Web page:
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How Trauma and Discrimination Among LGBTQ+ Adults May Impact Migraine
August 18, 2022
LGBTQ+ adults often face higher levels of trauma, which can have a negative impact on their health. Despite that unfortunate reality, this was the first study to assess the experiences of sexual and/or gender minority (SGM) folx with respect to migraine, as it relates to a history of trauma and discrimination.
Researchers initially highlighted gaps in the current knowledge around neurological health among LGBTQ+ adults, in a study published in JAMA Neurology last year, which prompted this subsequent survey which asked SGM folx about their experiences with different headaches.
For this study published in Neurology, participants were split into two groups to compare migraine with other types of headaches, as questions explored how strong headaches were, its impacts on their lives, access to appropriate care, their history of trauma and discrimination, etc.
A total of 3,325 participants completed the survey, of which, 64 percent reported headaches, while 34 percent reported migraine, with most folx with migraine reporting that the strength was moderate or severe and frequent or strong enough to impact their ability to engage in work, school, etc.
If there was a history of trauma and discrimination, they were also more likely to have migraine frequent or strong enough to experience migraine-related disability. For respondents with a history of depression, anxiety, or post-traumatic stress disorder, their experiences of trauma and discrimination were not more likely to result in migraine-related disability, compared to those without such a history of trauma and discrimination. This suggests that mental health challenges often affect the way in which the experience of migraine can disrupt one’s ability to function.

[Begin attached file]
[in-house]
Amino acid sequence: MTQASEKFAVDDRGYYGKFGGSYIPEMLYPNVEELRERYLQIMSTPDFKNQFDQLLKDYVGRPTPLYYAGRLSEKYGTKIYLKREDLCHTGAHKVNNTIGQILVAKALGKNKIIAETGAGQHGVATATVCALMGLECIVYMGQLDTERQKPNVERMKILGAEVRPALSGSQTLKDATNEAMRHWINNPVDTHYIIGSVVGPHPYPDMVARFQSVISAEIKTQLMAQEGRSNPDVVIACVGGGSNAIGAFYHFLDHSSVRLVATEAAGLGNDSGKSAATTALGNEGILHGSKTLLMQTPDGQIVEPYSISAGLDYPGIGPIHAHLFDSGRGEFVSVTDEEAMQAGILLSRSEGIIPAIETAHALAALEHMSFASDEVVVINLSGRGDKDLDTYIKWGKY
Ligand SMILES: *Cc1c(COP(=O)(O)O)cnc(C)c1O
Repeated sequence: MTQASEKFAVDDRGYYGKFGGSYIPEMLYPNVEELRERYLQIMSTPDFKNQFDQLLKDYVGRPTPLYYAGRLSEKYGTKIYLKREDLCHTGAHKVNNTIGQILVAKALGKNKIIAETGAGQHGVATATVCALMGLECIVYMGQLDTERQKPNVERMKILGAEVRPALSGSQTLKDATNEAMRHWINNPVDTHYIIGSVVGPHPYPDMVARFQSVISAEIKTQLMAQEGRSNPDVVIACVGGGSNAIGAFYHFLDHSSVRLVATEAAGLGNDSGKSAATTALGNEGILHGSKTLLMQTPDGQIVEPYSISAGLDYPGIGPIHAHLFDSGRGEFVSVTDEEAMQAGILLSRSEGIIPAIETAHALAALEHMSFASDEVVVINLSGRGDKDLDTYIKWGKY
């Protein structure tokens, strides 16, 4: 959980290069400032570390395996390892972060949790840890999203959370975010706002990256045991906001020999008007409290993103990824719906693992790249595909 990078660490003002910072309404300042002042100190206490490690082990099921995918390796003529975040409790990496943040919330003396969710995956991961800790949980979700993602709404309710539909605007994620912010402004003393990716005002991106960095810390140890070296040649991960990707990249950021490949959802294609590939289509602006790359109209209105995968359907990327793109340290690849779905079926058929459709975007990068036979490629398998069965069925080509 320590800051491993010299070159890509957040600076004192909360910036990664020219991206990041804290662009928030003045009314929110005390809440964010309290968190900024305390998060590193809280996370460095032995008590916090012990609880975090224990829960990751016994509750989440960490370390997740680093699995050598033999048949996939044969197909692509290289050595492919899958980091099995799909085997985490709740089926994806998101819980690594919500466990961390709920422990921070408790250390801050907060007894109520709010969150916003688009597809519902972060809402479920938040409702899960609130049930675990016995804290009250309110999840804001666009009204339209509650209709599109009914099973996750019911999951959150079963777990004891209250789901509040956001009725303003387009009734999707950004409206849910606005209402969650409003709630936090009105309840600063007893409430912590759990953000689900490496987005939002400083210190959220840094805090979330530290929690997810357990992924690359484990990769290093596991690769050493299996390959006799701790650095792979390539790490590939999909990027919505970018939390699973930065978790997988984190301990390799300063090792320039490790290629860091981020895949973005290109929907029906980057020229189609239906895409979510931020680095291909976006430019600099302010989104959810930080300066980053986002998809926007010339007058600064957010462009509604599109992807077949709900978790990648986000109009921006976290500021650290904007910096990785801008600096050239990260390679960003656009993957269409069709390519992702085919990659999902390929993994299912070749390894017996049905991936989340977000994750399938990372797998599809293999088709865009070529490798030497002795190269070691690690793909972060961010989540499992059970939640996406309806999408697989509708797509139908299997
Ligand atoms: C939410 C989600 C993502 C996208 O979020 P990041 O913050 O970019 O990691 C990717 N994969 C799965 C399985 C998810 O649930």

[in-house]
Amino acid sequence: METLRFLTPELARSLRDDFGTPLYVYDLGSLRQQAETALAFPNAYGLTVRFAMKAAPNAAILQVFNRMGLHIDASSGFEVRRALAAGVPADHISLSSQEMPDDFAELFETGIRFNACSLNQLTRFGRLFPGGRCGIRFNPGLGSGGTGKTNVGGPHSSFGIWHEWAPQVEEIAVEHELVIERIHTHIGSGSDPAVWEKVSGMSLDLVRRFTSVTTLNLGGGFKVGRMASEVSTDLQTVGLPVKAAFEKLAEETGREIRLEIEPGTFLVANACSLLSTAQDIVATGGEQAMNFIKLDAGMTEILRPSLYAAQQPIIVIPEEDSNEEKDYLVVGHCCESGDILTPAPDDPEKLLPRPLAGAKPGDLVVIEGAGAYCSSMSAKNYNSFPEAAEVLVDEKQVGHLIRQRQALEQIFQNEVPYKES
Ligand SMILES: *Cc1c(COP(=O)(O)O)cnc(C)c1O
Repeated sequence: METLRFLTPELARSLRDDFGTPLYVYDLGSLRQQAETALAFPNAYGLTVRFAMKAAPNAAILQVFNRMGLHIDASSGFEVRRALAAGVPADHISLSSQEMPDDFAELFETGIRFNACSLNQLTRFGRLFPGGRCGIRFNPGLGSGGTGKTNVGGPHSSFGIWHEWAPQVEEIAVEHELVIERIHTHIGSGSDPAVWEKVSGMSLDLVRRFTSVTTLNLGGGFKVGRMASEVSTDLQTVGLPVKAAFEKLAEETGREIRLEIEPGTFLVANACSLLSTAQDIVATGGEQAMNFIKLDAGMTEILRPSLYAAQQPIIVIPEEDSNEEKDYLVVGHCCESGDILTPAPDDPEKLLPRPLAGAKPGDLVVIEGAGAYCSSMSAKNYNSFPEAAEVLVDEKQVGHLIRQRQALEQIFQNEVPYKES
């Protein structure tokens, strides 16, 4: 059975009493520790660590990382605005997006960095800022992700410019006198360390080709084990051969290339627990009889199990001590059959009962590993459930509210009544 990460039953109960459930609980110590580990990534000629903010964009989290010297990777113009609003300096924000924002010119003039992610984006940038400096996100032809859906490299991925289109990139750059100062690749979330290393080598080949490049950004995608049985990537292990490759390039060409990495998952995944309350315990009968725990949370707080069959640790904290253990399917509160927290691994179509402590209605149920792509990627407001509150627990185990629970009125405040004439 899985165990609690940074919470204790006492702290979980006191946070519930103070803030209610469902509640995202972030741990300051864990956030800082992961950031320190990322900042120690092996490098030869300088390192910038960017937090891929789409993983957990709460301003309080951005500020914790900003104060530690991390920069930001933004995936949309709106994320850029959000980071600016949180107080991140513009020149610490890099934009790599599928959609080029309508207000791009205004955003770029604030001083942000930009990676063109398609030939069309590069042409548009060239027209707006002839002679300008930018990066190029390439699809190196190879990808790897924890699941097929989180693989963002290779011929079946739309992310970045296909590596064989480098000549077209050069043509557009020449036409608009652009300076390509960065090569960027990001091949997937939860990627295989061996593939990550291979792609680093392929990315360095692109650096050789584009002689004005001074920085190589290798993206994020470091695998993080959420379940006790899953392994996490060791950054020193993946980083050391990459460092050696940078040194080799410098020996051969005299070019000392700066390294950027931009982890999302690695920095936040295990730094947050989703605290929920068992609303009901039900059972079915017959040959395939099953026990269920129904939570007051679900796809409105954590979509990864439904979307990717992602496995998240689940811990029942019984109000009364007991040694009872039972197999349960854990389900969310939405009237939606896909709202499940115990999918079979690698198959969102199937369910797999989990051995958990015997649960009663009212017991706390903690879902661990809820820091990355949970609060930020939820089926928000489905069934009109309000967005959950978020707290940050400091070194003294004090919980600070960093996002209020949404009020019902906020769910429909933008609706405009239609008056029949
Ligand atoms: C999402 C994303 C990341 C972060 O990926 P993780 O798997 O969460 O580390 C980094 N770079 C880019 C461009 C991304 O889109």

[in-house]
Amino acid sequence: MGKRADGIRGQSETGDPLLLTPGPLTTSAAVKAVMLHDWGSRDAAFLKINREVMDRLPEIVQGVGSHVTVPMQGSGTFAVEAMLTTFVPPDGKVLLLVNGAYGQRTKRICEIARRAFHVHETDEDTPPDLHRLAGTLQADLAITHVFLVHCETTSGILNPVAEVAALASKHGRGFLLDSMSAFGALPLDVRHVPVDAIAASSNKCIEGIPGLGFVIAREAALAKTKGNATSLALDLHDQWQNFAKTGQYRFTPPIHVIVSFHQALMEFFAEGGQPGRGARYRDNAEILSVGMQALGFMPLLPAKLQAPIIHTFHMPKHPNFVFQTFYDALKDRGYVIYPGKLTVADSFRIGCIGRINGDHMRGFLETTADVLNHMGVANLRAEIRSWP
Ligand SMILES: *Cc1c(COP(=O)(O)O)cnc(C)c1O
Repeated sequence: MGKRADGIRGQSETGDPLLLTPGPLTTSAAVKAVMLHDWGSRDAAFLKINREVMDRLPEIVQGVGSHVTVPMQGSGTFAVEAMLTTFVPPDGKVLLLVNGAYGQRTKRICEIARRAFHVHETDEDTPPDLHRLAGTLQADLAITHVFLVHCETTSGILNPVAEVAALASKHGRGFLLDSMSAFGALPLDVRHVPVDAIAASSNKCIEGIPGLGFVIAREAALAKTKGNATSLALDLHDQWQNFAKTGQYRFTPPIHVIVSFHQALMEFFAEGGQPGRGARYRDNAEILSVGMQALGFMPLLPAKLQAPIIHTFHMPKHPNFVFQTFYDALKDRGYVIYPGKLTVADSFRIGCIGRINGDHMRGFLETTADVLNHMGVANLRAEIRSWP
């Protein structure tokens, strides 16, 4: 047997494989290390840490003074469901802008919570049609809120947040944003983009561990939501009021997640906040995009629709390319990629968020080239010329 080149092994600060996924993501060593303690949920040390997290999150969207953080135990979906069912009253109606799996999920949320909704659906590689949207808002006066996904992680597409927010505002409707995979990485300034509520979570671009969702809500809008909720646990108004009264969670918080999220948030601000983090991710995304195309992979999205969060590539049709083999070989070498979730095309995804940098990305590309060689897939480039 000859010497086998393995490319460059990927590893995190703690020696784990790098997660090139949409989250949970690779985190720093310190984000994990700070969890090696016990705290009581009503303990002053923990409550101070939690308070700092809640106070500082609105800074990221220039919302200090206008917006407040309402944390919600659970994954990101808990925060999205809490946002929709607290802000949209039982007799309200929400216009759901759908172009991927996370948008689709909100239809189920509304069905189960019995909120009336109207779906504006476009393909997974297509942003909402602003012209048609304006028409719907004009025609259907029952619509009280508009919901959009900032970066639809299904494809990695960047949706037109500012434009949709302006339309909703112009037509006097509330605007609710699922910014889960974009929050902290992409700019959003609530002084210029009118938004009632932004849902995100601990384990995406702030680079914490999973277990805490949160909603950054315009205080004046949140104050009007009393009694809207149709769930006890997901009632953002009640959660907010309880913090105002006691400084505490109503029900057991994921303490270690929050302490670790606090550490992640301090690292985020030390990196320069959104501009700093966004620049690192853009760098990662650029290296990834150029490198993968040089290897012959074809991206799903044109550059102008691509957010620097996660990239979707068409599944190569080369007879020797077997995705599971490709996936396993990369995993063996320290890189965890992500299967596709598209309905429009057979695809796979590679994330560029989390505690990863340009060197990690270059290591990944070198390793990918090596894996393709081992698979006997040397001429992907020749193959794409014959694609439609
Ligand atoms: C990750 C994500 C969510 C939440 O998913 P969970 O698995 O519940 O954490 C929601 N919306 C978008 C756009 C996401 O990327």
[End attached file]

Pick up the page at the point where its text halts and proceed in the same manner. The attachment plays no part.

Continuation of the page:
While 88 percent of SGM folx with migraine had access to a doctor, about 42 percent of them wanted to see a specialist, but 37 percent of that group had difficulty seeing one, due to such barriers as:
- Their insurance did not approve it
- Their physician did not place the referrals
- The specialist would not accept new patients
- There were no local neurologists
- The specialist refused to see them
“Migraine headaches were quite common in this group, and there were barriers to accessing care that deserve attention,” says Nicole Rosendale, MD, Assistant Professor of Neurology at the University of California, San Francisco, and principal researcher of the study. “Another finding is the importance of mental health in migraine-related disability.”
Although headaches and migraine affect LGBTQ+ adults comparably to the general population, this study shows that many LGBTQ+ adults with migraine lack equitable access to a specialist for neurological care. These findings suggest that a history of trauma, discrimination, and mental health issues may impact the reality of migraine among SGM folx.